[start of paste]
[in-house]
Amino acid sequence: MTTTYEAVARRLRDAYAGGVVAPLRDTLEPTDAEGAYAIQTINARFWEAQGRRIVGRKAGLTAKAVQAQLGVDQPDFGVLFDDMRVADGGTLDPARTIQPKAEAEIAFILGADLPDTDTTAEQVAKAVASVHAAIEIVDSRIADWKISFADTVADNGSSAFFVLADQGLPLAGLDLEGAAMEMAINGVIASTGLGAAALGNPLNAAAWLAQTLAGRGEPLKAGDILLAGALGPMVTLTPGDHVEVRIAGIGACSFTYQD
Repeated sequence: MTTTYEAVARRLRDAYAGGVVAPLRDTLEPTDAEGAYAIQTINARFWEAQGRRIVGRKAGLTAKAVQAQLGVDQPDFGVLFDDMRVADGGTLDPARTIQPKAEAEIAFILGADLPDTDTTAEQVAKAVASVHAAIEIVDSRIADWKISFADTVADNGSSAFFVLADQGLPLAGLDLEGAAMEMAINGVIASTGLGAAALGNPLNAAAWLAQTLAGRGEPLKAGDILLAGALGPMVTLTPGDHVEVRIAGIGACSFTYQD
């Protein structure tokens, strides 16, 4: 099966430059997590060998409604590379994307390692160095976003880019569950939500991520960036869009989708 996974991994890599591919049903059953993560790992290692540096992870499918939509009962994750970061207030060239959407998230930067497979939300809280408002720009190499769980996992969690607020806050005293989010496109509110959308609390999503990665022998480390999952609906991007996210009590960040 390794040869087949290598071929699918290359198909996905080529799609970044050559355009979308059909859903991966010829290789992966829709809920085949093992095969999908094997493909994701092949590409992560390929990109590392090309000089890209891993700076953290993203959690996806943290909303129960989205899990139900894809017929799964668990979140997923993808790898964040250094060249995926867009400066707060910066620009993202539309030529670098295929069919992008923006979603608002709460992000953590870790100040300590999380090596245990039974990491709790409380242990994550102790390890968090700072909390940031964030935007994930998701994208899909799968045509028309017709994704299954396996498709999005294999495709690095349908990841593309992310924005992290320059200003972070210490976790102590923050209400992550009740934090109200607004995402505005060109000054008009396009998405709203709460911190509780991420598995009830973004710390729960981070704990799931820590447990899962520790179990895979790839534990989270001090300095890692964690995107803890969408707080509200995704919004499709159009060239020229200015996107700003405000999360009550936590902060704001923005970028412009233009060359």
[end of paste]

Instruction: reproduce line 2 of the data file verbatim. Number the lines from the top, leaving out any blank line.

Amino acid sequence: MTTTYEAVARRLRDAYAGGVVAPLRDTLEPTDAEGAYAIQTINARFWEAQGRRIVGRKAGLTAKAVQAQLGVDQPDFGVLFDDMRVADGGTLDPARTIQPKAEAEIAFILGADLPDTDTTAEQVAKAVASVHAAIEIVDSRIADWKISFADTVADNGSSAFFVLADQGLPLAGLDLEGAAMEMAINGVIASTGLGAAALGNPLNAAAWLAQTLAGRGEPLKAGDILLAGALGPMVTLTPGDHVEVRIAGIGACSFTYQD